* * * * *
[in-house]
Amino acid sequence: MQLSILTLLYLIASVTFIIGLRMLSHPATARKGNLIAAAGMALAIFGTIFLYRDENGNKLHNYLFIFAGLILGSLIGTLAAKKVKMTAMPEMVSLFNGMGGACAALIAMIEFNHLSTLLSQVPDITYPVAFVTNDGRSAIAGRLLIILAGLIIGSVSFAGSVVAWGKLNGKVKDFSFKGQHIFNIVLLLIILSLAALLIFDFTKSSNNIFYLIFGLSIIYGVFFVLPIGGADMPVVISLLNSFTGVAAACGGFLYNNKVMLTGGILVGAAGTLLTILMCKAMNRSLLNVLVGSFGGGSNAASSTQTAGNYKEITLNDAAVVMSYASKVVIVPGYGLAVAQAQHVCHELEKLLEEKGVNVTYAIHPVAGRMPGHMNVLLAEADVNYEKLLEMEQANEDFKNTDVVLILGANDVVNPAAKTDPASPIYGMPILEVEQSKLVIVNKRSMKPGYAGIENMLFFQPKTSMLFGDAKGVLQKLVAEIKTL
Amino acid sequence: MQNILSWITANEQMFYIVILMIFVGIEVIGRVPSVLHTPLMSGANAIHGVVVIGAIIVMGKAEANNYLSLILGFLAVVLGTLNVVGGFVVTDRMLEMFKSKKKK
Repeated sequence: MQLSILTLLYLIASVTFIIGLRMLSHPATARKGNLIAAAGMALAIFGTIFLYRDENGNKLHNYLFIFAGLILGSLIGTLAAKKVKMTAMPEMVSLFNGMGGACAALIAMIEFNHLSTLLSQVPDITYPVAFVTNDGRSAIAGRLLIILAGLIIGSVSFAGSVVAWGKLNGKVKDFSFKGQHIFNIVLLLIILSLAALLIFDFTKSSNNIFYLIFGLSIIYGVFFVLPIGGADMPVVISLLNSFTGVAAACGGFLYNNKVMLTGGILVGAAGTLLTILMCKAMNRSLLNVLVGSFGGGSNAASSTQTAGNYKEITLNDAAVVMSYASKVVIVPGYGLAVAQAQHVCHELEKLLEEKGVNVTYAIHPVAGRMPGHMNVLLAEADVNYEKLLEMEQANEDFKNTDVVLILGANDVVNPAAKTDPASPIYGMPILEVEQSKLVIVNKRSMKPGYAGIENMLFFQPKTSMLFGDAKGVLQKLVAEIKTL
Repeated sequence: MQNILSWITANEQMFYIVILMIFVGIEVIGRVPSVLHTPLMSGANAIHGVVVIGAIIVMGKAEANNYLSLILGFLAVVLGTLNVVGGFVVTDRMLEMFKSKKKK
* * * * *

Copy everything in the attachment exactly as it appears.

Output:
[in-house]
Amino acid sequence: MQLSILTLLYLIASVTFIIGLRMLSHPATARKGNLIAAAGMALAIFGTIFLYRDENGNKLHNYLFIFAGLILGSLIGTLAAKKVKMTAMPEMVSLFNGMGGACAALIAMIEFNHLSTLLSQVPDITYPVAFVTNDGRSAIAGRLLIILAGLIIGSVSFAGSVVAWGKLNGKVKDFSFKGQHIFNIVLLLIILSLAALLIFDFTKSSNNIFYLIFGLSIIYGVFFVLPIGGADMPVVISLLNSFTGVAAACGGFLYNNKVMLTGGILVGAAGTLLTILMCKAMNRSLLNVLVGSFGGGSNAASSTQTAGNYKEITLNDAAVVMSYASKVVIVPGYGLAVAQAQHVCHELEKLLEEKGVNVTYAIHPVAGRMPGHMNVLLAEADVNYEKLLEMEQANEDFKNTDVVLILGANDVVNPAAKTDPASPIYGMPILEVEQSKLVIVNKRSMKPGYAGIENMLFFQPKTSMLFGDAKGVLQKLVAEIKTL
Amino acid sequence: MQNILSWITANEQMFYIVILMIFVGIEVIGRVPSVLHTPLMSGANAIHGVVVIGAIIVMGKAEANNYLSLILGFLAVVLGTLNVVGGFVVTDRMLEMFKSKKKK
Repeated sequence: MQLSILTLLYLIASVTFIIGLRMLSHPATARKGNLIAAAGMALAIFGTIFLYRDENGNKLHNYLFIFAGLILGSLIGTLAAKKVKMTAMPEMVSLFNGMGGACAALIAMIEFNHLSTLLSQVPDITYPVAFVTNDGRSAIAGRLLIILAGLIIGSVSFAGSVVAWGKLNGKVKDFSFKGQHIFNIVLLLIILSLAALLIFDFTKSSNNIFYLIFGLSIIYGVFFVLPIGGADMPVVISLLNSFTGVAAACGGFLYNNKVMLTGGILVGAAGTLLTILMCKAMNRSLLNVLVGSFGGGSNAASSTQTAGNYKEITLNDAAVVMSYASKVVIVPGYGLAVAQAQHVCHELEKLLEEKGVNVTYAIHPVAGRMPGHMNVLLAEADVNYEKLLEMEQANEDFKNTDVVLILGANDVVNPAAKTDPASPIYGMPILEVEQSKLVIVNKRSMKPGYAGIENMLFFQPKTSMLFGDAKGVLQKLVAEIKTL
Repeated sequence: MQNILSWITANEQMFYIVILMIFVGIEVIGRVPSVLHTPLMSGANAIHGVVVIGAIIVMGKAEANNYLSLILGFLAVVLGTLNVVGGFVVTDRMLEMFKSKKKK